STATEMENTS AND FACTS by Yanyi

 

A man, objectively twice my size, lets me off the subway by leaning back, his arm still arched over the pole because he thinks I am small enough to fit in the space that he made for me. Why don’t I fit into the space that he made for me? If I don’t, he can crush me with his body.

 

A man grabs my butt when we are going up the stairs and I tell him not to do it again.

 

A man makes a joke about how small I am. Another time, he calls me helpless.

 

All of this is a joke. When he pushes his arm against my face on the subway, I am just small, this is just where his arm rests, the subway was made too crowded so I have to wait to turn my face, wait for him to move, or not.

 

A man feels hurt when I ask him not to touch me. Later, he puts his arm around me when he wants to. Later, he puts his hand on my knee when we are with other people.

 

A man grabs my butt when we are going up the stairs and I tell him not to do it again.

 

He grabs my boobs as a joke because it’s funnier because he’s gay, I’m gay, sometimes I even look like a man, he will go no further and it doesn’t count. I’m not the one who knows the count. Leave these two ornaments or dog toys, a type of bauble, something you would throw and leave in the yard for squirrels, starlings, anything that loves pink.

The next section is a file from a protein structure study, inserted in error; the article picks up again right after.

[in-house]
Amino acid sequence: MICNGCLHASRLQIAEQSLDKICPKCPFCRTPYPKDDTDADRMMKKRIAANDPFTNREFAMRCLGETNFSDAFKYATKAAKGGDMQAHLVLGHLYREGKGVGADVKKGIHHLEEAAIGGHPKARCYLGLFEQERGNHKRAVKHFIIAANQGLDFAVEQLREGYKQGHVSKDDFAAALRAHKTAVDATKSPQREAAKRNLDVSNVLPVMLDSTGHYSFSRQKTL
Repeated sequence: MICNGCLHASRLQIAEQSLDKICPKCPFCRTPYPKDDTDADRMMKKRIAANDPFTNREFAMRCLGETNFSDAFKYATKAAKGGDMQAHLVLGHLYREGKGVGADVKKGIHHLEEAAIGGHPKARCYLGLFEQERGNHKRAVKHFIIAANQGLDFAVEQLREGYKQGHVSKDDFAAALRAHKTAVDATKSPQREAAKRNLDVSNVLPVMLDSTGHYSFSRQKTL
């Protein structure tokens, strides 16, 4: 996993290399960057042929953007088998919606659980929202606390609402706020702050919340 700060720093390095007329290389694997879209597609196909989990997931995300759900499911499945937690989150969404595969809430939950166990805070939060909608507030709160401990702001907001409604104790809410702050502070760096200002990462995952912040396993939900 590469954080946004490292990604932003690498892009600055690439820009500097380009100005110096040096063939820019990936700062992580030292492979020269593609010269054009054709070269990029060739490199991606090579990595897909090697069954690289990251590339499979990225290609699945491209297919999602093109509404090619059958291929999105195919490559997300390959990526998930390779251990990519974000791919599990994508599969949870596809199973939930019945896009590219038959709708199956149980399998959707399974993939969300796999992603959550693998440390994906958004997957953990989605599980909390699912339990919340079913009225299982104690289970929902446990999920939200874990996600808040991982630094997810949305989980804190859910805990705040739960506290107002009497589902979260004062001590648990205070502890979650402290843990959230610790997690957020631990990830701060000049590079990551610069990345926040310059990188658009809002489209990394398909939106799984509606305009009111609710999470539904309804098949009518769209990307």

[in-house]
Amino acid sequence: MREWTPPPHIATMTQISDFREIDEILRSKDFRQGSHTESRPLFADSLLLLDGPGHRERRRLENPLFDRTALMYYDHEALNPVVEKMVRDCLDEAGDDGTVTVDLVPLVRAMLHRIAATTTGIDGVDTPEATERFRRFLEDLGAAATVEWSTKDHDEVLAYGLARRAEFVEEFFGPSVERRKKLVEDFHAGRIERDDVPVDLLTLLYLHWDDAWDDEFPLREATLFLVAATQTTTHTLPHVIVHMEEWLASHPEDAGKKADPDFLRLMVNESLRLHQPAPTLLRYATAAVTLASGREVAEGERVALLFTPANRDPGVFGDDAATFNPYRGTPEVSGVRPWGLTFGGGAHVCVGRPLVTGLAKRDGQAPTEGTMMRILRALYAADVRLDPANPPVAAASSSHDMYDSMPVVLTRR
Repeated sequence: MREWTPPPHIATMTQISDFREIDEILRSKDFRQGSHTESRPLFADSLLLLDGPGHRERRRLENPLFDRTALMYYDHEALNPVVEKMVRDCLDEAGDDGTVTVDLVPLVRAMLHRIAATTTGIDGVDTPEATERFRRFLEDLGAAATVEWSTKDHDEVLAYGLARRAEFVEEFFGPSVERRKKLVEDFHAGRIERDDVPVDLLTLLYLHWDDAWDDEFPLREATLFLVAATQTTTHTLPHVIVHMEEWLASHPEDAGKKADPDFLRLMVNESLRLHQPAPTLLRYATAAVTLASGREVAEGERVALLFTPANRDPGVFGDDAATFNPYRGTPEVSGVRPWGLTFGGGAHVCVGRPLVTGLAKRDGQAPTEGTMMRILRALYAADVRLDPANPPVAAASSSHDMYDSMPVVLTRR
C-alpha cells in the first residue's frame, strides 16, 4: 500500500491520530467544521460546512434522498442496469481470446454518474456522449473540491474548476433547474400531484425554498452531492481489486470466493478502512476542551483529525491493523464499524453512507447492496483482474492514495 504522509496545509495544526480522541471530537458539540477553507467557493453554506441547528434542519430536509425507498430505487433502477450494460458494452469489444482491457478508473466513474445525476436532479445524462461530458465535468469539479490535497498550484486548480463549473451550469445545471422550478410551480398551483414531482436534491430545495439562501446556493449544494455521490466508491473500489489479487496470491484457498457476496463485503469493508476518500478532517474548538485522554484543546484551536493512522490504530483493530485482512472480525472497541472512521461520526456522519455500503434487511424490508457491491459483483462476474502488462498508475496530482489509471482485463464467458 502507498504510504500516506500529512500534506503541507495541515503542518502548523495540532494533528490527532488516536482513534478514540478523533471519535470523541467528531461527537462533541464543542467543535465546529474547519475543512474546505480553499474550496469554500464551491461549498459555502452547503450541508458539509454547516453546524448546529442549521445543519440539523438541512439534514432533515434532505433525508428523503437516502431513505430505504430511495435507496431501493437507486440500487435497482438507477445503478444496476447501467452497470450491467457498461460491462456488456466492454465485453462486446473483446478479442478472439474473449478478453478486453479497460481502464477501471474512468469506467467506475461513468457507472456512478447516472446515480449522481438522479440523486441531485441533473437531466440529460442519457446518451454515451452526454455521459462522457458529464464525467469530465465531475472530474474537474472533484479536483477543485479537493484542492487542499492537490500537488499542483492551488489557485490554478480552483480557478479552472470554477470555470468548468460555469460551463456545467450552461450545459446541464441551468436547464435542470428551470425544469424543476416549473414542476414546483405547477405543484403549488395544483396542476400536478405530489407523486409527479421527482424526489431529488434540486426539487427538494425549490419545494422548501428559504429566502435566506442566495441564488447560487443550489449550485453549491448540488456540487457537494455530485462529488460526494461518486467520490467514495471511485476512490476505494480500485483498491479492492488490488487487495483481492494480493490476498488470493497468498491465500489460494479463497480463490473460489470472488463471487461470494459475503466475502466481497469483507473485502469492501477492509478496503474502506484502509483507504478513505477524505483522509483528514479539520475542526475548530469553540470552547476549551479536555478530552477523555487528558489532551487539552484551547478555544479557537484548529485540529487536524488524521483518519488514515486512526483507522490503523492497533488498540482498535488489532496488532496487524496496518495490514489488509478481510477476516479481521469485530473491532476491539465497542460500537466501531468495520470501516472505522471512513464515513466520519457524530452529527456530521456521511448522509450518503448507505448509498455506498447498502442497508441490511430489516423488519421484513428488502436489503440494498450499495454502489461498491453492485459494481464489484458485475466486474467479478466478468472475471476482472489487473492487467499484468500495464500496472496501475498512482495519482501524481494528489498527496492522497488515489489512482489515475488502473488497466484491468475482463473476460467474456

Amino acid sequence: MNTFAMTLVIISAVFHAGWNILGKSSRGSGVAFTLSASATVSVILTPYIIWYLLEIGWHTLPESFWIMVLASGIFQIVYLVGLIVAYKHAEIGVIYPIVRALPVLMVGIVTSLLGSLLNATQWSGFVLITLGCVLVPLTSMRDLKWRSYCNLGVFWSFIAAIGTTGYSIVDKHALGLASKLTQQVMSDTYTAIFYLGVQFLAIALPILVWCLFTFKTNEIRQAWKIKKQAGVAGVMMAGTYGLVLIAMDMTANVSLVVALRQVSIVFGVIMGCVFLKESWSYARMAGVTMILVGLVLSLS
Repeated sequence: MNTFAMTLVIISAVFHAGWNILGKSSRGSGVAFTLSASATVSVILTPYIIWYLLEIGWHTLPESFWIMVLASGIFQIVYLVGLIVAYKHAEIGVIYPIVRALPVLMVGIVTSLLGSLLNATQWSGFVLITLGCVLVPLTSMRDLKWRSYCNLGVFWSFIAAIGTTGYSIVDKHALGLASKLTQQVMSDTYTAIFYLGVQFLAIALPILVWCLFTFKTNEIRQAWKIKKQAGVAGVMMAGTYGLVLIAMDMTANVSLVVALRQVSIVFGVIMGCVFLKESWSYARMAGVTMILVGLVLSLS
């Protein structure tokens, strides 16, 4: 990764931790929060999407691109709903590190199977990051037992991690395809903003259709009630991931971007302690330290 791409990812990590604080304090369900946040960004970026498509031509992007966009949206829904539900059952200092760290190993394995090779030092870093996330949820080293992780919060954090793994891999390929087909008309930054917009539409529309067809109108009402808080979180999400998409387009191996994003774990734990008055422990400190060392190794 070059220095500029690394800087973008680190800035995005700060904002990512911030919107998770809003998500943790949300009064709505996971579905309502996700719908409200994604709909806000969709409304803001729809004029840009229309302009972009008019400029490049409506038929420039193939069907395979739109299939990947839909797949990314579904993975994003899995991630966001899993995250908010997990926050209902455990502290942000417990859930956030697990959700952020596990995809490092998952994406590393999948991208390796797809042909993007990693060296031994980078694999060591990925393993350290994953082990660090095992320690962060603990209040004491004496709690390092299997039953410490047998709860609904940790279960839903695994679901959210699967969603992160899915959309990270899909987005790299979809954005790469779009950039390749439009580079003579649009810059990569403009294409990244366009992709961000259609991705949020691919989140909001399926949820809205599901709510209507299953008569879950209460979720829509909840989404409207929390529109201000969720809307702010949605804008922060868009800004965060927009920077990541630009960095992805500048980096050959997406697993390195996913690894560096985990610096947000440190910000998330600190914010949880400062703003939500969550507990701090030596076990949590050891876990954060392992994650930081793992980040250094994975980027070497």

A man wants me to walk some more and I say I don’t want to. But it’s not that much further, why wouldn’t you want to. I say my feet hurt, but they are blistered, they have been this way for miles. To wait this long to say anything means it isn’t anything at all.

 

A man grabs my butt when we are going up the stairs and I tell him not to do it again.

 

In my living room, without warning, a man shows me his balls. He is trying to love his body. But to me, the rush of pink, what I’ve been forced to see before. I am here because I want to be; I already made it this close. To wait this long to say anything means it isn’t anything at all.

 

Yanyi is a writer and critic based in Brooklyn, New York. He currently serves as a senior editor at Nat. Brut and curatorial assistant at The Poetry Project. His poems and criticism have appeared in Model View Culture, The Shade Journal, and The Cortland Review, among others.

 

Website: http://yanyiluo.com

Twitter: yanyi___

 

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